Unless you have sustained a fracture, your dislocated shoulder will be treated using a procedure known as reduction. This means manipulating the arm gently back into the shoulder joint, which can take several minutes. You will be given painkillers and may also be offered a sedative to help you to relax. In some cases, if the reduction is unsuccessful or complicated by a fracture, the reduction may be performed in the operating theatre under a general anaesthetic. A follow up X-ray will confirm that the arm bone is correctly located in the socket once more.

    If you have also damaged tendons, ligaments and other soft tissues, you may need surgery to repair them and prevent further dislocations from occurring. This is normally done arthroscopically . Every patient aged over 40 and under 25, or with a history of repeated dislocated, should be offered a scan to check for associated soft tissue damage.

    After a shoulder dislocation you will be asked to wear a sling to keep your shoulder immobilised for some pain relief. Contrary to common thinking, as soon as the pain is manageable its advisable to take the sling off and move your shoulder with the help of a physiotherapist. Painkillers can help you to manage the pain while your shoulder heals and ice packs can help to relieve inflammation and swelling. Dont lift anything heavy or perform overhead movements until your physio or orthopaedic surgeon advises you that it is safe to do so.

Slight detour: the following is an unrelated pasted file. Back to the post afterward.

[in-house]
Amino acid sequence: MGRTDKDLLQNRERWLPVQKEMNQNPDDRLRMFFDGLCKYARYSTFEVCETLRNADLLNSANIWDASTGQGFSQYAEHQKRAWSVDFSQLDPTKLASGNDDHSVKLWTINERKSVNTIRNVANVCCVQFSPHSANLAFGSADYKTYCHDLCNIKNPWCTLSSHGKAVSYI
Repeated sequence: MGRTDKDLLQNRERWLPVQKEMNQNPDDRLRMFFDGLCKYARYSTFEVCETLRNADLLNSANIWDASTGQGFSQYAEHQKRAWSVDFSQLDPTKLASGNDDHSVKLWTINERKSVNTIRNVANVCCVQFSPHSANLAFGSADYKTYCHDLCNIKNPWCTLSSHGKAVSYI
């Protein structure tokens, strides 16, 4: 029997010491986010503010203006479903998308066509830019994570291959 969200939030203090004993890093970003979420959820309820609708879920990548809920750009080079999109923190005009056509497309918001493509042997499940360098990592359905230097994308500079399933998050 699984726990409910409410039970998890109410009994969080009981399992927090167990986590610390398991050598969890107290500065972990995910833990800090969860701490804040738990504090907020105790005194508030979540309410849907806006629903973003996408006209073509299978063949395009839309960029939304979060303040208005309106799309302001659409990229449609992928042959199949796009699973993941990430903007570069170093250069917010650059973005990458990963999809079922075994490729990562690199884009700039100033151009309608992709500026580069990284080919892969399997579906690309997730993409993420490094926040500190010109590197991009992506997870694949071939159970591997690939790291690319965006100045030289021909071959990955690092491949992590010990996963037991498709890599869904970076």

Are There Any Potential Complications Of Shoulder Stabilisation Surgery

    Thankfully, surgery usually goes as planned. Infection or injury to structures such as blood vessels or nerves is very rare, but occasionally stiffness or some continued pain may happen after the surgery. Recurrent dislocation after surgery is around 5%. The good news is that the majority of complications can be fixed.

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    Signs Of A Dislocated Shoulder

    To determine whether your shoulder is dislocated, watch for these symptoms:

    • Pain, which is usually intense if youve sustained trauma
    • Weakness and/or numbness in your arms and hand
    • A visible bump in your shoulder
    • Limited mobility

    If you recognize any of these signs, its important that you take swift action.

    When Can I Go Back To My Regular Activities

    How to diagnose an anterior shoulder dislocation

    Healing time for a dislocated elbow varies depending on the severity of the injury. Most people with a dislocated elbow can return to their usual activities once a doctor has returned the joint to its normal position.